Before I fell in love with elephants, I went to Africa to see lions. Fed by documentaries and National Geographic, I wanted the excitement of watching lions hunting. I wanted tooth and claw and blood. I wanted my skin to crawl.
So in 1999, near Kruger National Park, I spent a morning following the paw prints of Panthera leo krugeri, afoot in the Sabi Sabi Game Reserve – the name derived from a Tsonga word that means “Danger! Danger!”
Six would-be trackers and two rangers named Syd and Bernardo clumped together and stared at a set of padded marks in the sand. “Which way?” Syd asked. We pointed variously in the same general direction. “Okay, ready?”
We scuffed our feet. We’re sort of ready. Syd hefted the rifle from its rack on the dash of our Land Rover and my eyes followed this motion. I nodded to myself; the clenched spot in my chest relaxed a little. The lions of Kruger actively hunt humans. So far, a bullet into the ground at their feet has proven to be an effective deterrent.
Syd told us it was three years ago that he last fired at a lion. “You cannot believe the paperwork! Every bullet has to be accounted for.”
We followed the tracks into the bush. Bernardo took up the rear.
“I am here to stop you from running,” he said with a small smile.
Eight people marching in a line and stepping on each other’s heels are not easily identifiable as prey to a lion. But if I ran away from our group, I would trigger an instant hunting response: Look! Breakfast! And it’s fat and slow!
I stepped literally in the lions’ tracks. They’re about three-fourths the length of my boots. And so fresh I could see where the claws have sunk into the sand and made deep slash marks at the front of their pads. I took a deep breath and tried to slow my pounding heart.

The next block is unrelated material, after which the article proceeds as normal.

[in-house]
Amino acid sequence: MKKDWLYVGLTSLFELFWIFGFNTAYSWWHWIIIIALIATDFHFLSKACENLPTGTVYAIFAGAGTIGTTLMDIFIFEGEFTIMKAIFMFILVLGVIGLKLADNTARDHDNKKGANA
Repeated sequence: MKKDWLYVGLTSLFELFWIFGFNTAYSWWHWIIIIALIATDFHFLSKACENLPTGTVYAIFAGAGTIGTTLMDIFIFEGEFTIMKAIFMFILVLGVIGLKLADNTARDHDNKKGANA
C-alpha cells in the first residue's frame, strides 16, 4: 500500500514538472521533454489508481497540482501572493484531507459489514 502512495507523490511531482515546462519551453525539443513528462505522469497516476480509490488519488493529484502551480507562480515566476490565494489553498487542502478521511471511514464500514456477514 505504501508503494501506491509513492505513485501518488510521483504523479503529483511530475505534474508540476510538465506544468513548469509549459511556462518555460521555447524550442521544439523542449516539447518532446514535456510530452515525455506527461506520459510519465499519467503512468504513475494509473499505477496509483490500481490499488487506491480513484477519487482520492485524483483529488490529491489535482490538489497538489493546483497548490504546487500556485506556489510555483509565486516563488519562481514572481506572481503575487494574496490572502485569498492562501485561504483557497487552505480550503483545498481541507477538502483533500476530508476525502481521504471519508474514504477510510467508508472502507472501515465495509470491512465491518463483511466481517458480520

Slowly we made our way through mixed scrub and across pockets of dry, withered grass, stopping frequently to listen for the calls of francolins and baboons, early-warning radar for lions.
Syd picked up a handful of sand and let it fall through his fingers. A fluttering wind blew from the right direction, into our faces. If warned by our smell, the lions could decide to swing around behind and follow us. Bernardo kept glancing backwards, as do I, the last one but for him in our column. Even though it’s fall and many of the scrub thorns had lost their leaves, we couldn’t see very far behind or ahead. Syd and Bernardo occasionally conferred back and forth in low voices, speaking in Shangaan. I probably didn’t want to know what they were saying.
Just beyond several deep gullies, the lions’ footprints disappeared into a thicket. Syd stopped and listened intently, then swept his arm to the right. We bypassed the thicket, perfect for ambush, and checked for lion prints on the other side.
In an open, grassy area beyond, our line bumped to a halt.
As if on cue, two heads popped up. The back of my brain started freezing. Apparently I had stopped breathing a long time ago. RUUNNNN! my brain yelled to my legs, but they were so far away they couldn’t make out what all the shouting was about.
The lionesses were under trees on the far side of the field. They were lying down, but our invasion made them curious. They stared at us, open-mouthed.